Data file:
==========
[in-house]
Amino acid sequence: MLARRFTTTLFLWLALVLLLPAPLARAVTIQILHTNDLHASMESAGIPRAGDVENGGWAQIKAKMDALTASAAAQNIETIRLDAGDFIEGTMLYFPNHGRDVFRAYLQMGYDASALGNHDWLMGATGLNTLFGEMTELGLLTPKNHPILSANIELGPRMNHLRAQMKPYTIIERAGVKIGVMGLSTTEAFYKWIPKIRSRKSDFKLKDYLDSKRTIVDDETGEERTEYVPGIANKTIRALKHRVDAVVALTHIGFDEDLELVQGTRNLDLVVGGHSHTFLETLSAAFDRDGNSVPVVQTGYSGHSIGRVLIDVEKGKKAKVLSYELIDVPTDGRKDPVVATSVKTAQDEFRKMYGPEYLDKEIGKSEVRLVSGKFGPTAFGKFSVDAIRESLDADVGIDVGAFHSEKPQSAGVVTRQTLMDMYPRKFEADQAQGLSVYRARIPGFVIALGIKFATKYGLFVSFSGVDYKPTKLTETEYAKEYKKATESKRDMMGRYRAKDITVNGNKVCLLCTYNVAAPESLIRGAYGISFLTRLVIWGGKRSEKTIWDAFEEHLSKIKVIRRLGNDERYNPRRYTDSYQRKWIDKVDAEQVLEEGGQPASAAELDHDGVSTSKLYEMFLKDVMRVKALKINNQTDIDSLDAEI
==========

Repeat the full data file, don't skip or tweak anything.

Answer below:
[in-house]
Amino acid sequence: MLARRFTTTLFLWLALVLLLPAPLARAVTIQILHTNDLHASMESAGIPRAGDVENGGWAQIKAKMDALTASAAAQNIETIRLDAGDFIEGTMLYFPNHGRDVFRAYLQMGYDASALGNHDWLMGATGLNTLFGEMTELGLLTPKNHPILSANIELGPRMNHLRAQMKPYTIIERAGVKIGVMGLSTTEAFYKWIPKIRSRKSDFKLKDYLDSKRTIVDDETGEERTEYVPGIANKTIRALKHRVDAVVALTHIGFDEDLELVQGTRNLDLVVGGHSHTFLETLSAAFDRDGNSVPVVQTGYSGHSIGRVLIDVEKGKKAKVLSYELIDVPTDGRKDPVVATSVKTAQDEFRKMYGPEYLDKEIGKSEVRLVSGKFGPTAFGKFSVDAIRESLDADVGIDVGAFHSEKPQSAGVVTRQTLMDMYPRKFEADQAQGLSVYRARIPGFVIALGIKFATKYGLFVSFSGVDYKPTKLTETEYAKEYKKATESKRDMMGRYRAKDITVNGNKVCLLCTYNVAAPESLIRGAYGISFLTRLVIWGGKRSEKTIWDAFEEHLSKIKVIRRLGNDERYNPRRYTDSYQRKWIDKVDAEQVLEEGGQPASAAELDHDGVSTSKLYEMFLKDVMRVKALKINNQTDIDSLDAEI